On Midsommar, like most days these days, it rained.

A Saturday downpour drenched the maypole and soaked the flowers waiting to be woven into garlands for the Midsommar Celebration at the American Swedish Institute in Minneapolis.

So Minnesotans danced in the rain.

"This Midsommar was filled with laughter, flowers, connection, and a bit of rain that couldn't stop the dancing!" the institute posted after the longest, soggiest day. "Thanks to everyone who came to celebrate, and a special shoutout to all the små grodorna [small frogs] who hopped, skipped, and danced around the maypole!"

After three straight summers of drought, Minnesotans are getting reacquainted with rain delays. It's raining on our parades, our picnics, our playdates. We are all små grodorna now.

When the rain shifted to storm, the Midsommar Celebration moved indoors. You don't plan an event in Minnesota without a backup plan for a change in the weather. Inside went the maypole, the musician, the dancers, the games, the fun. The party ended, as all parties should, with Abba karaoke.

A Minnesota summer is as sweet as it is short. The institute plans plenty of outdoor events at this time of year to take advantage. Buckets of rain could dampen upcoming classes, concerts and the institute's annual August crayfish dinner. But it doesn't have to dampen the spirits.

"They still go on," said Oliver Hunter, the Institute's art and culture programs coordinator, who scheduled around last summer's choking wildfire smoke and is scheduling around this summer's deluge. "People still make do and have fun."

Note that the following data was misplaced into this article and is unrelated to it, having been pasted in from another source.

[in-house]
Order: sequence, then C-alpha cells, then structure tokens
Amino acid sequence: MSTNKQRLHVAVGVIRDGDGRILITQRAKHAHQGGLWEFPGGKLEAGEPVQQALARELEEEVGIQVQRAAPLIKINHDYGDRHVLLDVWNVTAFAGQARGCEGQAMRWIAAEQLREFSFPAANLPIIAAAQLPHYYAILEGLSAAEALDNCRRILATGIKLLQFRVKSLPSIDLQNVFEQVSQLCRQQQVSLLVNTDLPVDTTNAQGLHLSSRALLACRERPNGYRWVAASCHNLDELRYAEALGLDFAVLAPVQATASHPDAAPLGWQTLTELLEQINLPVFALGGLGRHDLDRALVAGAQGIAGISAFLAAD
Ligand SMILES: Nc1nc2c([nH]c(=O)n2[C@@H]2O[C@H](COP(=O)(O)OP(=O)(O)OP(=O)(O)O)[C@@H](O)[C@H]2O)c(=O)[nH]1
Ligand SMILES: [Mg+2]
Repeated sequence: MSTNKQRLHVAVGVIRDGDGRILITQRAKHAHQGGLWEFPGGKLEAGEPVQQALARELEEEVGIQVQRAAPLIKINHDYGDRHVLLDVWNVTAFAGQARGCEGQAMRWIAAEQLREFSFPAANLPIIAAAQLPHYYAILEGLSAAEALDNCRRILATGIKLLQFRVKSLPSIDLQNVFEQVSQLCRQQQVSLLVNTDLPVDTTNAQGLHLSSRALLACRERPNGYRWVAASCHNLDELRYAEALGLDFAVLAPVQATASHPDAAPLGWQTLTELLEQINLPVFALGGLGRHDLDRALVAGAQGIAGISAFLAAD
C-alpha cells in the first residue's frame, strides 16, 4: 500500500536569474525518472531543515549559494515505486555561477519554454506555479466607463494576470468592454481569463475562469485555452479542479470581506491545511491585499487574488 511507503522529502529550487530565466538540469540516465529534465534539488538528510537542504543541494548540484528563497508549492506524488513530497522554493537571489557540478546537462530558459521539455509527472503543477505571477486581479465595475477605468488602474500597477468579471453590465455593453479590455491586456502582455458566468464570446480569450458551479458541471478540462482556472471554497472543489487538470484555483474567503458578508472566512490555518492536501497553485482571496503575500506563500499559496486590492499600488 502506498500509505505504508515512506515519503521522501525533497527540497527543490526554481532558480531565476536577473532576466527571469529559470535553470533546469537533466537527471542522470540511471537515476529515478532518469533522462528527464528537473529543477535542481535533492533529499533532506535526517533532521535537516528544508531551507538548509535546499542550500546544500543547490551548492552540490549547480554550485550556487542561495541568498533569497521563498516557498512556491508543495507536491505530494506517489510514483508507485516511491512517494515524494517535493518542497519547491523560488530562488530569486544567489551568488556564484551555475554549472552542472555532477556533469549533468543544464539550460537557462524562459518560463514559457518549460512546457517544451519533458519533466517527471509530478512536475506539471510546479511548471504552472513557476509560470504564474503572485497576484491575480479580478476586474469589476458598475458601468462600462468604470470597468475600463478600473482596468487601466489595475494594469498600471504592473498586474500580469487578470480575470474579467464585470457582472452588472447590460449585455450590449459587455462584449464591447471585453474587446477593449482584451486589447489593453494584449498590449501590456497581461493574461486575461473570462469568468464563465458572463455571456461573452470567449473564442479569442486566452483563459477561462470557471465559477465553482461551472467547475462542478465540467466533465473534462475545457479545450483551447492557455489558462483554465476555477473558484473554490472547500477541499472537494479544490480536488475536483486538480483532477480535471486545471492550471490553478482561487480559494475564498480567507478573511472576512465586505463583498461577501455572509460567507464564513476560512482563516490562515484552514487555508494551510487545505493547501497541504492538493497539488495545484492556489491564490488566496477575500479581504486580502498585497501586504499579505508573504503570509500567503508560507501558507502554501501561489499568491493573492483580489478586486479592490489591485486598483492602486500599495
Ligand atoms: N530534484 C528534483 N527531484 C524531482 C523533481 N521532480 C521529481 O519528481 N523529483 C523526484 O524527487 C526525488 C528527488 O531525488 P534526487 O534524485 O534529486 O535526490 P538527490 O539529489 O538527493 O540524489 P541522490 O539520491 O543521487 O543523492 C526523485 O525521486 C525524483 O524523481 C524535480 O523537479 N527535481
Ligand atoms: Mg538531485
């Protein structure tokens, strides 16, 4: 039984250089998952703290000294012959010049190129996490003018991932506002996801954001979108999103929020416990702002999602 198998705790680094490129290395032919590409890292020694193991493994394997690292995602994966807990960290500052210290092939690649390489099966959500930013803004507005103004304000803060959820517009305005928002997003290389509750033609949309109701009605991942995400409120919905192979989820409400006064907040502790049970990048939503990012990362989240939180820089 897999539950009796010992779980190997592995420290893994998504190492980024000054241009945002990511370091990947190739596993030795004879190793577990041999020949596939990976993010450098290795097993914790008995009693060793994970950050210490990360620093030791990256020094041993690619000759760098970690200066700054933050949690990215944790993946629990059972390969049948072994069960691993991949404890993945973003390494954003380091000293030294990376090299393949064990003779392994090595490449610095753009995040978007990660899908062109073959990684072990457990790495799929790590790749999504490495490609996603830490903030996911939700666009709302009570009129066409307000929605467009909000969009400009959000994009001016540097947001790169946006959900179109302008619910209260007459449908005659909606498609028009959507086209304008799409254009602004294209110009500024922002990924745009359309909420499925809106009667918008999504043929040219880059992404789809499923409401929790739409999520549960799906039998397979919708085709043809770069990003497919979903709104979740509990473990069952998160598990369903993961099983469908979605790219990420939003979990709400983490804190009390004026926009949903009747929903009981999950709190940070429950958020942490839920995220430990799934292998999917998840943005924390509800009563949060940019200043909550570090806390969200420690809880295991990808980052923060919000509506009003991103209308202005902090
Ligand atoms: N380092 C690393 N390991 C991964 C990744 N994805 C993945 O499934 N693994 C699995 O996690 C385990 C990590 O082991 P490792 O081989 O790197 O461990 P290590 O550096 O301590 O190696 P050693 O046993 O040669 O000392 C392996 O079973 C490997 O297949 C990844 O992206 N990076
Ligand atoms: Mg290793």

Around the state, Minnesotans are camping, biking, barbecuing around the raindrops. The June calendar is crowded with Pride and parades and Paisley Park's 40th anniversary celebration of Purple Rain. You know Prince would only want to see you laughing in the purple rain.

Rainy weather isn't bad weather. There is no bad weather, Minnesotans repeat the mantra. No bad weather, only bad clothing choices. It's time to remember where you left your umbrella in 2021.

So in south Minneapolis, as the skies darkened and the wind picked up and the humidity blurred the line between skin and air, there was Wednesday's Juneteenth celebration to plan.

"First, we're going to pray. We're going to be watching the weather. We're pretty much hooked to our phones' weather app," said Emmanuel Duncan, who is organizing the celebration with his wife, Fancy Lanier-Duncan. "We're kind of banking on the man upstairs to give us a break."

While they hope for a break in the weather, they plan for the weather we're going to get. The Juneteenth Festival, hosted by Soul of the Southside, will run from 12 to 8 p.m. on June 19. RAIN OR SHINE, the event posters remind us. There will be plenty of indoor space for the crowds to retreat if the skies open up.

Along the intersection of Lake Street and Minnehaha, there will be live music, an outdoor art fair and live art demonstration — probably the event most at the mercy of the elements — a marketplace of goods from local Black-owned businesses, performances, exhibits and a screening of the film "One Million Experiments." There will be yoga, face-painting, a bounce house and a chance to support nearby businesses like Moon Palace Books, the Hook and Ladder and Arbeiter Brewing. A celebration of community resilience and joy, steps away from the burned-out shell of the Third Precinct.

There's no bad weather. But that doesn't mean Minnesotans can't hope for a little good weather now and then.

"If anybody wants to send some positive vibes our way," Duncan said, "we want people to be able to enjoy themselves, enjoy a break in the weather and be able to connect with other people who are part of the community. Indoors or outdoors. Rain or shine."